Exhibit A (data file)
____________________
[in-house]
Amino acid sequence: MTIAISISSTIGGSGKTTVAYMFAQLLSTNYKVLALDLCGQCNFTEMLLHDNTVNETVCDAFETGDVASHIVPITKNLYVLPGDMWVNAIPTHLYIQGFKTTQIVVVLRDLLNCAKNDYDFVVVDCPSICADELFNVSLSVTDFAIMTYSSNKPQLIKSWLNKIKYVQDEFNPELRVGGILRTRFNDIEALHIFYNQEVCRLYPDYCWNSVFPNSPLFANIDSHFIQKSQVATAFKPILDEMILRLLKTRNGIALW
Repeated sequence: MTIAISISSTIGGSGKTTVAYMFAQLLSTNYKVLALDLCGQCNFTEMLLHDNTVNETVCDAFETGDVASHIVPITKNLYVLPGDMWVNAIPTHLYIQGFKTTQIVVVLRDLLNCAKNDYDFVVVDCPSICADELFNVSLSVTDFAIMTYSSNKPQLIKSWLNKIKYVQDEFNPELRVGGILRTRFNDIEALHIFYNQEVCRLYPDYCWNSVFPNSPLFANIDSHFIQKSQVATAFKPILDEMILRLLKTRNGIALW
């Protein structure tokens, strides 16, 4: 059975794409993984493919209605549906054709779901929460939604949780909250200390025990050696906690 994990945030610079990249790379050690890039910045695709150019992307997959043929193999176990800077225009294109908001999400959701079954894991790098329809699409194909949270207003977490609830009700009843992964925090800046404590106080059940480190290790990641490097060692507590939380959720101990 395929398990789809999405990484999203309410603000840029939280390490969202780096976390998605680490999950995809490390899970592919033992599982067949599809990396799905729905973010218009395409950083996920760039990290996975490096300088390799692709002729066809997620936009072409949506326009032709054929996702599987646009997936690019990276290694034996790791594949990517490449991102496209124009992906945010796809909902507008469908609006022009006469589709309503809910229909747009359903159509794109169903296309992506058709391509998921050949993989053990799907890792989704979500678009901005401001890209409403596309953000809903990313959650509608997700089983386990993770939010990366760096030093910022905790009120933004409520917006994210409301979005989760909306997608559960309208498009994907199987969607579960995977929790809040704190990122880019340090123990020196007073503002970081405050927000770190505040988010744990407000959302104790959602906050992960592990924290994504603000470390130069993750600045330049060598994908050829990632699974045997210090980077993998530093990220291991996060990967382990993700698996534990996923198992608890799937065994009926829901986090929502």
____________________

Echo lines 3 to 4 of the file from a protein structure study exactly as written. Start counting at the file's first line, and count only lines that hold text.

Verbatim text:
Repeated sequence: MTIAISISSTIGGSGKTTVAYMFAQLLSTNYKVLALDLCGQCNFTEMLLHDNTVNETVCDAFETGDVASHIVPITKNLYVLPGDMWVNAIPTHLYIQGFKTTQIVVVLRDLLNCAKNDYDFVVVDCPSICADELFNVSLSVTDFAIMTYSSNKPQLIKSWLNKIKYVQDEFNPELRVGGILRTRFNDIEALHIFYNQEVCRLYPDYCWNSVFPNSPLFANIDSHFIQKSQVATAFKPILDEMILRLLKTRNGIALW
């Protein structure tokens, strides 16, 4: 059975794409993984493919209605549906054709779901929460939604949780909250200390025990050696906690 994990945030610079990249790379050690890039910045695709150019992307997959043929193999176990800077225009294109908001999400959701079954894991790098329809699409194909949270207003977490609830009700009843992964925090800046404590106080059940480190290790990641490097060692507590939380959720101990 395929398990789809999405990484999203309410603000840029939280390490969202780096976390998605680490999950995809490390899970592919033992599982067949599809990396799905729905973010218009395409950083996920760039990290996975490096300088390799692709002729066809997620936009072409949506326009032709054929996702599987646009997936690019990276290694034996790791594949990517490449991102496209124009992906945010796809909902507008469908609006022009006469589709309503809910229909747009359903159509794109169903296309992506058709391509998921050949993989053990799907890792989704979500678009901005401001890209409403596309953000809903990313959650509608997700089983386990993770939010990366760096030093910022905790009120933004409520917006994210409301979005989760909306997608559960309208498009994907199987969607579960995977929790809040704190990122880019340090123990020196007073503002970081405050927000770190505040988010744990407000959302104790959602906050992960592990924290994504603000470390130069993750600045330049060598994908050829990632699974045997210090980077993998530093990220291991996060990967382990993700698996534990996923198992608890799937065994009926829901986090929502």